Dream Castle | lead stories
The proposed rehabilitation of Colbeck Castle in the old port, St Catherine’s, is highly anticipated by locals in the Colbeck area. They hope this will help improve the aesthetics of the area, attract tourists, and provide an opportunity for revenue generation in the community.
In an interview with the catcher Yesterday, local farmers Stacy Leslie and Hermine Lewis, who live near the castle, said they were disappointed with the structure’s current state of deterioration and were looking forward to seeing it restored to its former glory.
Although they regret not seeing any work done on the site yet, they have long heard about the proposal.
Restoration of the historic site, which has stood the test of time for more than 340 years, was requested by Prime Minister Andrew Holness in 2017 when he urged the National Housing Trust (NHT) and the Jamaican National Heritage Trust (JNHT) to collaborate to make it a reality during his remarks at the groundbreaking ceremony for the villages Colbeck Castle is in the first and second phases of the housing projects.
The concept is that the fort and its grounds will be transformed into a heritage park and become an ideal family-friendly destination, especially with various housing projects under development by NHT and private developers nearby, bringing more people to the area.
The vision calls for the construction of restrooms for site visitors, the installation of perimeter fencing, security posts, parking lots, storyboards with facts about the site, places to sit, and additional trees and flowers for beauty and shade.
Leslie said that newlyweds often come from far and wide, as well as from within and just outside the community, to have their wedding photos taken on-site due to the attractive appearance of the 40-foot-tall stone and brick tower, which is 40 feet high. Two-story castle ruins.
Noting that, Lewis has expressed her desire to see a museum set up on the grounds as well as concession stands for residents to use by selling food to the expected crowd of young men who will no doubt visit on weekends and holidays, similar to the setting of Devon House, a historic estate of 11 acres in Saint Andrew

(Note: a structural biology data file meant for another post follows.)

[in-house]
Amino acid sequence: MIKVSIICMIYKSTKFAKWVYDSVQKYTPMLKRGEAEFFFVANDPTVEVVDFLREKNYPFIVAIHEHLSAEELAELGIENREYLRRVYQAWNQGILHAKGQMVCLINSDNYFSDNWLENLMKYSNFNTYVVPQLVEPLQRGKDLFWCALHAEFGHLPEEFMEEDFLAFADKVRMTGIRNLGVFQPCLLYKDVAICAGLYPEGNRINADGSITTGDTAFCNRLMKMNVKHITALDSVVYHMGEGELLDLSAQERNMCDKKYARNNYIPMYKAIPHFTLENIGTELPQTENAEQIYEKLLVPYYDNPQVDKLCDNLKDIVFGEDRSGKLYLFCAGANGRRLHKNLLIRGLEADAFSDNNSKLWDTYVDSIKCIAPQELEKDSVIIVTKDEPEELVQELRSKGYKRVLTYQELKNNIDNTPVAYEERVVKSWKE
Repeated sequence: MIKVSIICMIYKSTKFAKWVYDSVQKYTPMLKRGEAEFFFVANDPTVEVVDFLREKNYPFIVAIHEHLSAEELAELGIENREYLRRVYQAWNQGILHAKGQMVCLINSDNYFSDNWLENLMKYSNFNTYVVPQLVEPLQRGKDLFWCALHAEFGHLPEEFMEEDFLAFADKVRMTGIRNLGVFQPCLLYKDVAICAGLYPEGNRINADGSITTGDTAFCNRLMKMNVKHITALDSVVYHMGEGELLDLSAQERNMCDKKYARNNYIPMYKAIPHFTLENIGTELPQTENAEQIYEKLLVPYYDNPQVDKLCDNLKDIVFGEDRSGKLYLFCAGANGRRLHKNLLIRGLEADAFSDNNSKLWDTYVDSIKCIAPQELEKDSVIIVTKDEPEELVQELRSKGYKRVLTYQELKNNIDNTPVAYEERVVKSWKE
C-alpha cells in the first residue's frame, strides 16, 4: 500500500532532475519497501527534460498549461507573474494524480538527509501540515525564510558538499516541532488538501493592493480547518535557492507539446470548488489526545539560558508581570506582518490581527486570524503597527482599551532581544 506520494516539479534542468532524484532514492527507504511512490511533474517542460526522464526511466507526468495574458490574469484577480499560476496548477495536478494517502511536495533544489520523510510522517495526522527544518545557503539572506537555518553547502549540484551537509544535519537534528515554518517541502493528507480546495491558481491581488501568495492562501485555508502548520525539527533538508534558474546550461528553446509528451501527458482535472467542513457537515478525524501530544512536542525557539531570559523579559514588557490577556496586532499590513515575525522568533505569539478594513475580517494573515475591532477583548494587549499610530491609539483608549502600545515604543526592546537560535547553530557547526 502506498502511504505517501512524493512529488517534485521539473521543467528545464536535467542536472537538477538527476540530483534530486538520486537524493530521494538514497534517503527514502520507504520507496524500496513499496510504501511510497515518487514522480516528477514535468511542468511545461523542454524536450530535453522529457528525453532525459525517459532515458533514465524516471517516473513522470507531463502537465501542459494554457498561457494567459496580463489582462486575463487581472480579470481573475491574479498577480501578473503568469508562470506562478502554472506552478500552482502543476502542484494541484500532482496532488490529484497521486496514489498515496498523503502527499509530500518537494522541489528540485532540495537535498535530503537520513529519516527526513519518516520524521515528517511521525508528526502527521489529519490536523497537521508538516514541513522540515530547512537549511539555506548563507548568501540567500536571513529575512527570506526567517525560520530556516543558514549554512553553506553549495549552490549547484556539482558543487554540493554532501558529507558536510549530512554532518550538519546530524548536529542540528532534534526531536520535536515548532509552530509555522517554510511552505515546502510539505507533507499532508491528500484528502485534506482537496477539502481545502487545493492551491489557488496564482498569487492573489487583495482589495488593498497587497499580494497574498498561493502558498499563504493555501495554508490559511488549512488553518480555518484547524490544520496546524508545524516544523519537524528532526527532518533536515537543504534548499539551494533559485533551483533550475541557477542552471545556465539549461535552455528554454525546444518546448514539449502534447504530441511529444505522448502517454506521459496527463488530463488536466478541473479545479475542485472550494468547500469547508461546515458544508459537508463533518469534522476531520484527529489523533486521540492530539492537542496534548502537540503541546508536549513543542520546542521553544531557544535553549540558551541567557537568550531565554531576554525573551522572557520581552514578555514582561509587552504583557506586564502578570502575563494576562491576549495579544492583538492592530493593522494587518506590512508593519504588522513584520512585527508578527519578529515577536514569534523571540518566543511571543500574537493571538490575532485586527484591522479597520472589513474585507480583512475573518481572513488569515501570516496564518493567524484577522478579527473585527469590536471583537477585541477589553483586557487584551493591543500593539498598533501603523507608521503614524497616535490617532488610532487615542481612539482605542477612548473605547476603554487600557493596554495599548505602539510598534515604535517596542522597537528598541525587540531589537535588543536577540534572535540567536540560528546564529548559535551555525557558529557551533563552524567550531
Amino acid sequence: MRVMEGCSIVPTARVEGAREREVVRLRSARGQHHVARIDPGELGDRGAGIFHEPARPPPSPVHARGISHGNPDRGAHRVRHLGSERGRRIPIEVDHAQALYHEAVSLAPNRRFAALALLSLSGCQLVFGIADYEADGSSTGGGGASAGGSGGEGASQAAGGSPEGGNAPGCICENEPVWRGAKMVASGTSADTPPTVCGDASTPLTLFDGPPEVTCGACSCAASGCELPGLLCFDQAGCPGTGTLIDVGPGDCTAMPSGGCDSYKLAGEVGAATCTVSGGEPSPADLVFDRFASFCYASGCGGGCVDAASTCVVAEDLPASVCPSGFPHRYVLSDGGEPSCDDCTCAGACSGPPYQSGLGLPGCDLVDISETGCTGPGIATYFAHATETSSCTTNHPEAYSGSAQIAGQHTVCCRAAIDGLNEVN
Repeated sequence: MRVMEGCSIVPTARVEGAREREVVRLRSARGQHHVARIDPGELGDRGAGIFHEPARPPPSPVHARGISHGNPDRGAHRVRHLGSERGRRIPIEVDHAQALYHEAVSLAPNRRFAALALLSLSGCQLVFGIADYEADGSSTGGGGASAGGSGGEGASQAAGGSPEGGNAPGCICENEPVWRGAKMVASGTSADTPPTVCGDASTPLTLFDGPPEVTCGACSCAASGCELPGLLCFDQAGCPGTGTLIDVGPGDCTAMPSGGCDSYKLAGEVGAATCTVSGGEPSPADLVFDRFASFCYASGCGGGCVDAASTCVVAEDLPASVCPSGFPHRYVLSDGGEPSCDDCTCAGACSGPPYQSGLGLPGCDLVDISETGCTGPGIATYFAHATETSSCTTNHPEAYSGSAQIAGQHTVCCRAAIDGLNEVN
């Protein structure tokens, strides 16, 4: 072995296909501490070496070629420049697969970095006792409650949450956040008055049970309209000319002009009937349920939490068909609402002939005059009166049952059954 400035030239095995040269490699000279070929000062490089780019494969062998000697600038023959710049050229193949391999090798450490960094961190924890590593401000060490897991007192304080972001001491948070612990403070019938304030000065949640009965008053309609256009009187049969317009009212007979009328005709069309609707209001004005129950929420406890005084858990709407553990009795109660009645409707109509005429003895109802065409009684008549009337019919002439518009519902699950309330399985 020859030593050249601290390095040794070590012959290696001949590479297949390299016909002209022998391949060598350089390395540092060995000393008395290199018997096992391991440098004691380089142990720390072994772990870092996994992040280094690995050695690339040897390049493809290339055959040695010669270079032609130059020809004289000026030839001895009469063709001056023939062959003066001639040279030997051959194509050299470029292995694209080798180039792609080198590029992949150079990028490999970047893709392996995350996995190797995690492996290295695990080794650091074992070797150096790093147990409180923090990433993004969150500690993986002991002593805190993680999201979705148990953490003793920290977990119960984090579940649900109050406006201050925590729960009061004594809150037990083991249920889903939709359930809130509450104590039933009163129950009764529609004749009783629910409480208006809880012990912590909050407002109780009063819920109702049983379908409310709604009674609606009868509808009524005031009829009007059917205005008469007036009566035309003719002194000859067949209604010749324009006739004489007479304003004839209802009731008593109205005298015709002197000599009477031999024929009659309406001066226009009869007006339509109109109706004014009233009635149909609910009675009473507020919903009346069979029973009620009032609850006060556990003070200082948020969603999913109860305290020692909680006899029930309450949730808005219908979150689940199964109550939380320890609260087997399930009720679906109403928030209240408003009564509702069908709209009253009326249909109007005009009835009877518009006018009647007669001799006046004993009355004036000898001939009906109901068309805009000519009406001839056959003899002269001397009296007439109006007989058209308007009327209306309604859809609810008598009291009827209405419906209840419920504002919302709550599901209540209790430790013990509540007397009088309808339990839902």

As it is now, the building is devoid of roof, windows and floors. Sections of the walls are prone to collapse, and other areas of the castle are termite infested and covered with roots and weeds.
But residents will have to wait longer for the renovations to be completed because the roughly J$258 million project is still in its early stages, according to Lorna Bailey, director of public education, public relations and communications at JNHT, who spoke with the catcher yesterday.
The cooperation between JNHT and NHT will result in a three-phase project. The first phase will see the landscape, infrastructure and facilities of the heritage park developed. Phase two will involve stabilizing the castle and outbuildings, while phase three will involve developing the castle and outbuildings for adaptive reuse.
Bailey explained that the reason for the earlier delay in the progress of the project was due to the initial proposal to remove the canal and use an alternative access route. However, these issues were resolved, and the decision was taken to preserve the canal and rehabilitate the existing access road.
Currently, discussions are still underway to answer the question of who will finance the project.
Bailey stated that all proposed designs had been completed up to this point and that the public would be informed after final decisions were made.
“When the project is completed, we hope to achieve a newly renovated castle and garden in a historical space that everyone can visit and enjoy, even if children come to play in the playground, a snack area for people to buy ice cream and other delights, recreational spaces for adults to relax and have picnics and bathroom facilities.” There will be illustrated stories telling the history of the fort as well as a tour guide The space will also be available to rent for all occasions such as weddings, private parties, video shoots etc. “The site will be marketed to both locals and foreigners and will be a great addition to the heritage tourism offering in Central Jamaica.
Colbeck Castle is currently owned by JNHT. It lies in open country about two miles north of the old port and rises 500 feet above sea level.
It is adopted and designed in the Palladio architectural style after a 17th century Italian palazzo.
According to the JNHT, there is a great deal of ambiguity associated with the construction and use of the site as no one is sure if it was completed or lived in or the exact date it was built. It is thought that the building may have been intended as part of the defense of the island as a rallying point for St Dorothy’s and Clarendon’s militia. There are four outbuildings associated with the main castle. It is believed that these buildings were used for domestic purposes. Colbeck Castle became a National Monument in 1985 and was declared a National Heritage Site in 1990.
For more information, JNHT may be contacted at: 876-922-1287-8, 876-922-3990, or 876-924-9531.